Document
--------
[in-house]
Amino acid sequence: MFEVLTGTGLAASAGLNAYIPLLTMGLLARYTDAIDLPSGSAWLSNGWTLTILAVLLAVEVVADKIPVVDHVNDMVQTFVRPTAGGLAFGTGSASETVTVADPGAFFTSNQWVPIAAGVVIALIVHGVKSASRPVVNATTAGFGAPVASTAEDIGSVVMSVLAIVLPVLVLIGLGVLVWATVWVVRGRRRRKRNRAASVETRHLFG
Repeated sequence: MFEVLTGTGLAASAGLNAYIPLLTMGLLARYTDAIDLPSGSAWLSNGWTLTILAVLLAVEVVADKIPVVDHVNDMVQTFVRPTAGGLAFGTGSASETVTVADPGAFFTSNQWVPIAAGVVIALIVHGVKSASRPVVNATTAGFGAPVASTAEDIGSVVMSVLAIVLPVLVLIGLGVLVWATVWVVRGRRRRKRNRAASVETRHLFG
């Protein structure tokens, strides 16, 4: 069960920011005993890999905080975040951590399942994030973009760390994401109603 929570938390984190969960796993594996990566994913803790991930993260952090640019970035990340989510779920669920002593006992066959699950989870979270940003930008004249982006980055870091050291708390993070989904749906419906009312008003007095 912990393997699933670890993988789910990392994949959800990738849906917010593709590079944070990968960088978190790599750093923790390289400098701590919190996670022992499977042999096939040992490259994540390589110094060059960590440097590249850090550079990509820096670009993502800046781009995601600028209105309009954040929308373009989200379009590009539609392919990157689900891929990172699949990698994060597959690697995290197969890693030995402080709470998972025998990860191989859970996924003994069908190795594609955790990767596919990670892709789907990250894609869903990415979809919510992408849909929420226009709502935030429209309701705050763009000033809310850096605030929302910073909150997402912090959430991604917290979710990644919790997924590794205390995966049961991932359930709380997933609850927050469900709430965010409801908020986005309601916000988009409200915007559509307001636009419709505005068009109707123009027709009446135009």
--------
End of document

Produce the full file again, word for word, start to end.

[in-house]
Amino acid sequence: MFEVLTGTGLAASAGLNAYIPLLTMGLLARYTDAIDLPSGSAWLSNGWTLTILAVLLAVEVVADKIPVVDHVNDMVQTFVRPTAGGLAFGTGSASETVTVADPGAFFTSNQWVPIAAGVVIALIVHGVKSASRPVVNATTAGFGAPVASTAEDIGSVVMSVLAIVLPVLVLIGLGVLVWATVWVVRGRRRRKRNRAASVETRHLFG
Repeated sequence: MFEVLTGTGLAASAGLNAYIPLLTMGLLARYTDAIDLPSGSAWLSNGWTLTILAVLLAVEVVADKIPVVDHVNDMVQTFVRPTAGGLAFGTGSASETVTVADPGAFFTSNQWVPIAAGVVIALIVHGVKSASRPVVNATTAGFGAPVASTAEDIGSVVMSVLAIVLPVLVLIGLGVLVWATVWVVRGRRRRKRNRAASVETRHLFG
């Protein structure tokens, strides 16, 4: 069960920011005993890999905080975040951590399942994030973009760390994401109603 929570938390984190969960796993594996990566994913803790991930993260952090640019970035990340989510779920669920002593006992066959699950989870979270940003930008004249982006980055870091050291708390993070989904749906419906009312008003007095 912990393997699933670890993988789910990392994949959800990738849906917010593709590079944070990968960088978190790599750093923790390289400098701590919190996670022992499977042999096939040992490259994540390589110094060059960590440097590249850090550079990509820096670009993502800046781009995601600028209105309009954040929308373009989200379009590009539609392919990157689900891929990172699949990698994060597959690697995290197969890693030995402080709470998972025998990860191989859970996924003994069908190795594609955790990767596919990670892709789907990250894609869903990415979809919510992408849909929420226009709502935030429209309701705050763009000033809310850096605030929302910073909150997402912090959430991604917290979710990644919790997924590794205390995966049961991932359930709380997933609850927050469900709430965010409801908020986005309601916000988009409200915007559509307001636009419709505005068009109707123009027709009446135009």